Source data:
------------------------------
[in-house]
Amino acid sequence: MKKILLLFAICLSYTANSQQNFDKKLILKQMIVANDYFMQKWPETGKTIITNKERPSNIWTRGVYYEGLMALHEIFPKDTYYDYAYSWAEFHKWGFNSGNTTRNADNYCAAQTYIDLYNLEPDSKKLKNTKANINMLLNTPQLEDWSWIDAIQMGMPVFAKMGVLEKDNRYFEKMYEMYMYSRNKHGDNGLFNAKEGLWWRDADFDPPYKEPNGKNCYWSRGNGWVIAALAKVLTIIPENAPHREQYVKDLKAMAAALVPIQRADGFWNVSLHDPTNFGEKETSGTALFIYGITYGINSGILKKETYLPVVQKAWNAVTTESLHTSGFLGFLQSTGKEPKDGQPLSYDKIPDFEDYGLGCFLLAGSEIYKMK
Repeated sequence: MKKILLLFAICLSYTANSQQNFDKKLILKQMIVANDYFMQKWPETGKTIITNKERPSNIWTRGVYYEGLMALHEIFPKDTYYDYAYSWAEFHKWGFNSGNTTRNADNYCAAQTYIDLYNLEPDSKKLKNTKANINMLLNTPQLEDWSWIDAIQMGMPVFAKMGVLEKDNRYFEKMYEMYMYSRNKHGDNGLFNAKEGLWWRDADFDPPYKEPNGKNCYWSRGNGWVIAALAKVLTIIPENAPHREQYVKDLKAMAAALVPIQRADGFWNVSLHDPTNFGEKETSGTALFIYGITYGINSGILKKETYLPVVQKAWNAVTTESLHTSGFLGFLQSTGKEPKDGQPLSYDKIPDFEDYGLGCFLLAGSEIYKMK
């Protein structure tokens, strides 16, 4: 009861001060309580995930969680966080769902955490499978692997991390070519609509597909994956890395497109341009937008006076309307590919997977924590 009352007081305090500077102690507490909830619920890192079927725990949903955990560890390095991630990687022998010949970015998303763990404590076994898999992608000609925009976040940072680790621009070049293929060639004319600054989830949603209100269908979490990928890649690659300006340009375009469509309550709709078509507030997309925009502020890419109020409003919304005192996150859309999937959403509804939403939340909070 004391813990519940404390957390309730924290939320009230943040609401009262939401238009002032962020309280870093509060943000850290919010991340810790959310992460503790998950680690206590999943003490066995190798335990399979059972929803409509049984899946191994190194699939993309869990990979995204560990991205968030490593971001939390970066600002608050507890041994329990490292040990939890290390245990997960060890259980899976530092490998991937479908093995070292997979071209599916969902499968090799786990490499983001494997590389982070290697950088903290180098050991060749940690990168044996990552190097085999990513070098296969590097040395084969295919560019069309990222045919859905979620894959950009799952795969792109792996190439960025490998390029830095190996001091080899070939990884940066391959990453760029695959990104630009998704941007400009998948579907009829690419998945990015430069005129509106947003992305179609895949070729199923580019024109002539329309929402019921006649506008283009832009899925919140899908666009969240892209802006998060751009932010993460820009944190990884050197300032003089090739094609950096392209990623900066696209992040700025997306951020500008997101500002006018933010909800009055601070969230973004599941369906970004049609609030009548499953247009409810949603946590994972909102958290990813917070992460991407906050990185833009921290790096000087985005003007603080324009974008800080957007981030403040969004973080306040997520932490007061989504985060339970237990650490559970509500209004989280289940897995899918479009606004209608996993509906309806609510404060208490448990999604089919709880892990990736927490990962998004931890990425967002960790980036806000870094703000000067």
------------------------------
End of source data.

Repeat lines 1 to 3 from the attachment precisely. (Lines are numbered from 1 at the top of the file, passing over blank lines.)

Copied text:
[in-house]
Amino acid sequence: MKKILLLFAICLSYTANSQQNFDKKLILKQMIVANDYFMQKWPETGKTIITNKERPSNIWTRGVYYEGLMALHEIFPKDTYYDYAYSWAEFHKWGFNSGNTTRNADNYCAAQTYIDLYNLEPDSKKLKNTKANINMLLNTPQLEDWSWIDAIQMGMPVFAKMGVLEKDNRYFEKMYEMYMYSRNKHGDNGLFNAKEGLWWRDADFDPPYKEPNGKNCYWSRGNGWVIAALAKVLTIIPENAPHREQYVKDLKAMAAALVPIQRADGFWNVSLHDPTNFGEKETSGTALFIYGITYGINSGILKKETYLPVVQKAWNAVTTESLHTSGFLGFLQSTGKEPKDGQPLSYDKIPDFEDYGLGCFLLAGSEIYKMK
Repeated sequence: MKKILLLFAICLSYTANSQQNFDKKLILKQMIVANDYFMQKWPETGKTIITNKERPSNIWTRGVYYEGLMALHEIFPKDTYYDYAYSWAEFHKWGFNSGNTTRNADNYCAAQTYIDLYNLEPDSKKLKNTKANINMLLNTPQLEDWSWIDAIQMGMPVFAKMGVLEKDNRYFEKMYEMYMYSRNKHGDNGLFNAKEGLWWRDADFDPPYKEPNGKNCYWSRGNGWVIAALAKVLTIIPENAPHREQYVKDLKAMAAALVPIQRADGFWNVSLHDPTNFGEKETSGTALFIYGITYGINSGILKKETYLPVVQKAWNAVTTESLHTSGFLGFLQSTGKEPKDGQPLSYDKIPDFEDYGLGCFLLAGSEIYKMK